• Atractylenolide I enhances responsiveness to immune checkpoint blockade therapy by activating tumor antigen presentation.

      Xu, Hanchen; Van der Jeught, Kevin; Zhou, Zhuolong; Zhang, Lu; Yu, Tao; Sun, Yifan; Li, Yujing; Wan, Changlin; So, Ka Man; Liu, Degang; et al. (American Society for Clinical Investigation, 2021-05)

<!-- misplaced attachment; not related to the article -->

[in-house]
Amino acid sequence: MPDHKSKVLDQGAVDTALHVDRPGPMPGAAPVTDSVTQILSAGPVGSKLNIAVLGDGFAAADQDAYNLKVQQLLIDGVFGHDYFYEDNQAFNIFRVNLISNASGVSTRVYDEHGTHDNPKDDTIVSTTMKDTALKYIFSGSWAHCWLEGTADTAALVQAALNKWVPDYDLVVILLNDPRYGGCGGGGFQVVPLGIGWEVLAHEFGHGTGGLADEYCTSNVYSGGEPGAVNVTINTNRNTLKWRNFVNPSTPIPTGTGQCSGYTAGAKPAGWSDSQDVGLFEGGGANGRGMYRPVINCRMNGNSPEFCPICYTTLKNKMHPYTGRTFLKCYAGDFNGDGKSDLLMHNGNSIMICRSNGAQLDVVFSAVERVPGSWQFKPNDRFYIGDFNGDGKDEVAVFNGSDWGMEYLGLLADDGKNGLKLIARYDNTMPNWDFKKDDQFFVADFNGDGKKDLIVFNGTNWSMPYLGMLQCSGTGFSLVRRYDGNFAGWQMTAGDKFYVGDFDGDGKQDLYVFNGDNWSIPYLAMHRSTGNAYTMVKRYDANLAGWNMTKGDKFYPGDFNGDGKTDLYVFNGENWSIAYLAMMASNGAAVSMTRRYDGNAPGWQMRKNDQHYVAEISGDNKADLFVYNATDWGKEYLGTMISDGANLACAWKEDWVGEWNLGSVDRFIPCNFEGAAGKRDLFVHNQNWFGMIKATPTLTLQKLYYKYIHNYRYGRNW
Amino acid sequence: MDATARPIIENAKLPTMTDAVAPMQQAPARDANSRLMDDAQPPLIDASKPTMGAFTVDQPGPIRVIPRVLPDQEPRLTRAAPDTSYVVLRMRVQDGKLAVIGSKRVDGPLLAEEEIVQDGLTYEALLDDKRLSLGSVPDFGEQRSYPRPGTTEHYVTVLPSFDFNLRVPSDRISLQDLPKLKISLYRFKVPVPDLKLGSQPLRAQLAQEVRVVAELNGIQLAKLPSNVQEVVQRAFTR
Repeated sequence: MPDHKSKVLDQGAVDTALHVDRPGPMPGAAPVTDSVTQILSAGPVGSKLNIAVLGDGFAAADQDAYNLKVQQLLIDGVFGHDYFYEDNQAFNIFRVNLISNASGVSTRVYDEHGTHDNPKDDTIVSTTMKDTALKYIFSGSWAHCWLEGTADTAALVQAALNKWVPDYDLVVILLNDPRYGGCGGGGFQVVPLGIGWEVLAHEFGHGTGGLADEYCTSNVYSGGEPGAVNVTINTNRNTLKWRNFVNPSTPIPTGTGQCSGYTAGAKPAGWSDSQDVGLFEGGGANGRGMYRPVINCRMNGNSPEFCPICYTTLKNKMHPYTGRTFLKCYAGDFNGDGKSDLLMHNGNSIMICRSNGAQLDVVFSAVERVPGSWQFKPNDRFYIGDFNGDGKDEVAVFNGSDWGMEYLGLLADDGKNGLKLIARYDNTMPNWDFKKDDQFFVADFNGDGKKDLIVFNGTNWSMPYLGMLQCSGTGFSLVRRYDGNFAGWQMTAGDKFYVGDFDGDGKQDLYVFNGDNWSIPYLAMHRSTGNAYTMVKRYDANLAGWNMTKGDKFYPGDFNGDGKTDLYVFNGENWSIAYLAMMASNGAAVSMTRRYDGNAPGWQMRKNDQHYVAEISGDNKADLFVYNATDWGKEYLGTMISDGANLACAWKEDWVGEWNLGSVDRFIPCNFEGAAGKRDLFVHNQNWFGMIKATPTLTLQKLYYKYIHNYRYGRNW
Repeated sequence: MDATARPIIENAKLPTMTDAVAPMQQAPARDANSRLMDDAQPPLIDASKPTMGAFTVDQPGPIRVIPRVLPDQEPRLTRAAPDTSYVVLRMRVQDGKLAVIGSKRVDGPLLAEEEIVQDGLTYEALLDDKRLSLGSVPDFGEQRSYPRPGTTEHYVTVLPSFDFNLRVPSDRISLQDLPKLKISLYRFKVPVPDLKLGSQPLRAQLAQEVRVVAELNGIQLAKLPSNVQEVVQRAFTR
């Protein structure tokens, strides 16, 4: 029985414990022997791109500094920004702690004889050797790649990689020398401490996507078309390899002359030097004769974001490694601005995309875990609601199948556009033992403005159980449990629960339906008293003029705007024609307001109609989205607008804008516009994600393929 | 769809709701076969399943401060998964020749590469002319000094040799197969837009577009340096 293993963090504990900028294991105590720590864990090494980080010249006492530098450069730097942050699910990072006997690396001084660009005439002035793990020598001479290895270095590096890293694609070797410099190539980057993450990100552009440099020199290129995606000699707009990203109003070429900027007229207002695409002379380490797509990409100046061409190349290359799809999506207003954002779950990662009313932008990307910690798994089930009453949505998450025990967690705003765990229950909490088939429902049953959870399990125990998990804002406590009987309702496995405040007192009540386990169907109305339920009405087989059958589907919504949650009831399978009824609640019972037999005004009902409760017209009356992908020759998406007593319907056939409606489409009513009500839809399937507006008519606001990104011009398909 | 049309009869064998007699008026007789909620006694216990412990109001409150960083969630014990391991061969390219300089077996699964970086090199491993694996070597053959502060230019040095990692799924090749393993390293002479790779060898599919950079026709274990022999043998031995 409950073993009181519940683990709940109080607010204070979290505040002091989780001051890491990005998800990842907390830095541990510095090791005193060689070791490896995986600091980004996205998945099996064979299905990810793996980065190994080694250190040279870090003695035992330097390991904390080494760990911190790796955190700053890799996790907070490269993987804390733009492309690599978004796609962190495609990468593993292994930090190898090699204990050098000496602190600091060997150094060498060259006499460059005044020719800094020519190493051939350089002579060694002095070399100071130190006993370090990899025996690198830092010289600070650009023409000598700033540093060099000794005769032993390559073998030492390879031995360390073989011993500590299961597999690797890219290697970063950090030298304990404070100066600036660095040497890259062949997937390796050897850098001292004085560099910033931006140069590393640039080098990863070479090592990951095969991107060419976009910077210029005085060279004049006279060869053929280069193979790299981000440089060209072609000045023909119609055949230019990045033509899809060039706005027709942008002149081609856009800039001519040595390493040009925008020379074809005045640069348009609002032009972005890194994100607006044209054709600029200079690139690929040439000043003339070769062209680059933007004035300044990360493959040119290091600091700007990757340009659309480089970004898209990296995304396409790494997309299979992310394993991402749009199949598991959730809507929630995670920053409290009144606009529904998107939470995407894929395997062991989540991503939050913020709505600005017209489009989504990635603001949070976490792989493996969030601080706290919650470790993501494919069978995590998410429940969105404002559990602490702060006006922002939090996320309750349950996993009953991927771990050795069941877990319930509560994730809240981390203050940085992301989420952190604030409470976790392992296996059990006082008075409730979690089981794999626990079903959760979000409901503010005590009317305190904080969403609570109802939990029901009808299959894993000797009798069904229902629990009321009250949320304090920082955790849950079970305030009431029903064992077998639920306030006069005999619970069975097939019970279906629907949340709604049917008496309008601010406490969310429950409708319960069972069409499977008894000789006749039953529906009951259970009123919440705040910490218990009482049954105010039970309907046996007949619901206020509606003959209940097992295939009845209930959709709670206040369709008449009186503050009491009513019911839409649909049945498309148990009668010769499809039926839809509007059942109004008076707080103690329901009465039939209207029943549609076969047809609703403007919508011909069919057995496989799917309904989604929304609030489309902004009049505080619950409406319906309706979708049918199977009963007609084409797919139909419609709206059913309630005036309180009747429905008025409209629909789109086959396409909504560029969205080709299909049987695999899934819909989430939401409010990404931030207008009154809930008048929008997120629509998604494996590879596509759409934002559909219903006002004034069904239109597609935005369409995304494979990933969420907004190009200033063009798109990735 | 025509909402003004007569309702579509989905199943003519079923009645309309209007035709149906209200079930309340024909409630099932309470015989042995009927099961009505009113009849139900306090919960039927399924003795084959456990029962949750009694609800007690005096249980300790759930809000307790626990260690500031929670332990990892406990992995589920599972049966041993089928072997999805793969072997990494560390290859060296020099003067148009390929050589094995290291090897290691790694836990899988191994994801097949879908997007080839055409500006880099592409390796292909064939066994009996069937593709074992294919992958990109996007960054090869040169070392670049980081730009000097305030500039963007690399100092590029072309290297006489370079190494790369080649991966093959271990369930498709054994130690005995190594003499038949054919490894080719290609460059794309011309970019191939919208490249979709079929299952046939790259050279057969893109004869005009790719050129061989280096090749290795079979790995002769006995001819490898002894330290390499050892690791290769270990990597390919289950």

One of the primary mechanisms of tumor cell immune evasion is the loss of antigenicity, which arises due to lack of immunogenic tumor antigens as well as dysregulation of the antigen processing machinery. In a screen for small-molecule compounds from herbal medicine that potentiate T cell–mediated cytotoxicity, we identified atractylenolide I (ATT-I), which substantially promotes tumor antigen presentation of both human and mouse colorectal cancer (CRC) cells and thereby enhances the cytotoxic response of CD8+ T cells. Cellular thermal shift assay (CETSA) with multiplexed quantitative mass spectrometry identified the proteasome 26S subunit non–ATPase 4 (PSMD4), an essential component of the immunoproteasome complex, as a primary target protein of ATT-I. Binding of ATT-I with PSMD4 augments the antigen-processing activity of immunoproteasome, leading to enhanced MHC-I–mediated antigen presentation on cancer cells. In syngeneic mouse CRC models and human patient–derived CRC organoid models, ATT-I treatment promotes the cytotoxicity of CD8+ T cells and thus profoundly enhances the efficacy of immune checkpoint blockade therapy. Collectively, we show here that targeting the function of immunoproteasome with ATT-I promotes tumor antigen presentation and empowers T cell cytotoxicity, thus elevating the tumor response to immunotherapy. © 2021, American Society for Clinical Investigation.